Linked by Thom Holwerda on Mon 18th Jun 2012 12:19 UTC
Graphics, User Interfaces It's been one of my major pet peeves on both Android and iOS: the total and utter lack of consistency. Applications - whether first party or third party - all seem to live on islands, doing their own thing, making their own design choices regarding basic UI interactions, developing their own non-standard buttons and controls. Consistency died five years ago, and nobody seems to care but me.
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RE: UI consistency died much earlier
by zima on Mon 18th Jun 2012 14:43 UTC in reply to "UI consistency died much earlier"
zima
Member since:
2005-07-06

Websites in general (yeah, that kinda includes OSNews ;) ).

Large part of those Android or iOS applications are basically "web 3.0" - they are often little more than custom UI to a single website or feed.
And majority of what Thom wrote in Conceptual part applies to web pages. Plus, WRT one other bit in the article...

users can carry over their experience from one application to the next, making the whole experience of using a UI more fluid. Applications should be the means to an end - not the end itself.

Maybe that's not necessarily perceived as a good thing for app makers (or website owners), users not being very used to particular app UI, and able to effortlessly move to others. As far as those who make them are concerned, apps are the end itself.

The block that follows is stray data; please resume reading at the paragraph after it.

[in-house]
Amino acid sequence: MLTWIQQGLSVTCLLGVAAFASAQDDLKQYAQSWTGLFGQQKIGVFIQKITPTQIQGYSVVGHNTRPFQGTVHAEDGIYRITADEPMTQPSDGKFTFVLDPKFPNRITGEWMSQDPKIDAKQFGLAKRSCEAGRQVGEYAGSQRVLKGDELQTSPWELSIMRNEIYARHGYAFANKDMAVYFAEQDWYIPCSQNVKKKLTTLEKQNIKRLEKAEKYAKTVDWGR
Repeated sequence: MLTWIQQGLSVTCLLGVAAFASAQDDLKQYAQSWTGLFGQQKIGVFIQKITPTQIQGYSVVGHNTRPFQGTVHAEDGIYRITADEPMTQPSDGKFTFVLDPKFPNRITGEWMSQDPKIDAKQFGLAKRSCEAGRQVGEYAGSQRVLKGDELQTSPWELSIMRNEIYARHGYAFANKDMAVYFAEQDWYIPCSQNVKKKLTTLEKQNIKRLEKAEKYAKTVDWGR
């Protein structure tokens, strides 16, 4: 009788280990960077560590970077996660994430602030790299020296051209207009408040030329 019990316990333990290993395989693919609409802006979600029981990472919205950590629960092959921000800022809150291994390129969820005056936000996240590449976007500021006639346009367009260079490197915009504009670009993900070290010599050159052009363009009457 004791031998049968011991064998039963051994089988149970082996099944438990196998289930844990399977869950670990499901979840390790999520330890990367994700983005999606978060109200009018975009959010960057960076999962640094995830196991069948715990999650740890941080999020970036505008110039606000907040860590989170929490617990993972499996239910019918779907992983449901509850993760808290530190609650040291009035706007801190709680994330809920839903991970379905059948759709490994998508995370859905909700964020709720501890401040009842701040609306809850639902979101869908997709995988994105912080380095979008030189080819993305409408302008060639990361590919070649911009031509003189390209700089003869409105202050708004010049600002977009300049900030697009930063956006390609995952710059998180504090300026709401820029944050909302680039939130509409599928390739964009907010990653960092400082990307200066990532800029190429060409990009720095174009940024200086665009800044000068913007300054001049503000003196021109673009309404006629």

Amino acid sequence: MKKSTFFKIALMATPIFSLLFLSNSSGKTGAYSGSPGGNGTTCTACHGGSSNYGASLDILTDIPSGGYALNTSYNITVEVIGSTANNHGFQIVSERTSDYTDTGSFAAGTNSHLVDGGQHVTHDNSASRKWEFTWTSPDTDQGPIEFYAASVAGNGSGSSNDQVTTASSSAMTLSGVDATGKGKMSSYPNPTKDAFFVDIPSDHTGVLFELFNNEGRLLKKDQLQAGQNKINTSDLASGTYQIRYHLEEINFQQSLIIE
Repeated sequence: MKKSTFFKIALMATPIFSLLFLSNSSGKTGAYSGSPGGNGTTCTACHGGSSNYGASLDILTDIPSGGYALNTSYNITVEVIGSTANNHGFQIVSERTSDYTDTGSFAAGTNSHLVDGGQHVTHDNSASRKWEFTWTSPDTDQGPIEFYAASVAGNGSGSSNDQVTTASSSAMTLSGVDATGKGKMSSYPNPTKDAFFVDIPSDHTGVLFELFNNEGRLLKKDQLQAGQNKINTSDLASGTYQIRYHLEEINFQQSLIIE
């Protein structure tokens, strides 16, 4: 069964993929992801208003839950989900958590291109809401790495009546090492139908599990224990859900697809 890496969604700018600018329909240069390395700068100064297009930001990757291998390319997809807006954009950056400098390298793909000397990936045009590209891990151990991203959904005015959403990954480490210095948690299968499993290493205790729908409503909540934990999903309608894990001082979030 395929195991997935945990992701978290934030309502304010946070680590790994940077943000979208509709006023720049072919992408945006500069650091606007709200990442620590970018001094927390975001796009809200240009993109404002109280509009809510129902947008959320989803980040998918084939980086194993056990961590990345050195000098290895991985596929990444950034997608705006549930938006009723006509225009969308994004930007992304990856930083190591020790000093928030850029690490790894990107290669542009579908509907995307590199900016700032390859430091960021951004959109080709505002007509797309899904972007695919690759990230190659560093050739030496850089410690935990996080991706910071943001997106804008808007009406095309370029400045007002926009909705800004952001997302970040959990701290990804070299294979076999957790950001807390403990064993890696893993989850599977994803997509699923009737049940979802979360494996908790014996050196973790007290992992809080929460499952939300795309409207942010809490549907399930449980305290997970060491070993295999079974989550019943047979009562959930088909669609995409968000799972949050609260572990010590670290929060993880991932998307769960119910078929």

Overall, really, I'd say UI consistency never was very strictly followed; a bit stillborn.

Edited 2012-06-18 14:57 UTC

Reply Parent Score: 3

Dave_K Member since:
2005-11-16

Websites in general (yeah, that kinda includes OSNews ;) ).


I think there's often more consistency on the web than there is between different applications in an OS.

Every website is running within the same browser, using the same window controls, keyboard shortcuts, toolbars, menus, mouse gestures and so on. If I right click on a link, or highlight and drag a block of text, or open a file dialog, or perform loads of other interactions, they'll all work pretty consistently across different websites.

Even when it comes to the websites themselves, there are certain design elements that are relatively consistent between similar sites.

Most of the forums and blogs I read have a similar layout and comment system. If I go to one I haven't visited before it's highly unlikely that there's anything new I'll have to learn.

I've been shopping around for some PC components recently. Before even visiting a new online store I can guess where navigation elements will be placed, and how product listings will be laid out. The vast majority follow roughly the same template.

In my experience, websites that go their own way and break conventions with a radically different design have to be very well thought out, otherwise the inconsistency will really annoy users.

Reply Parent Score: 3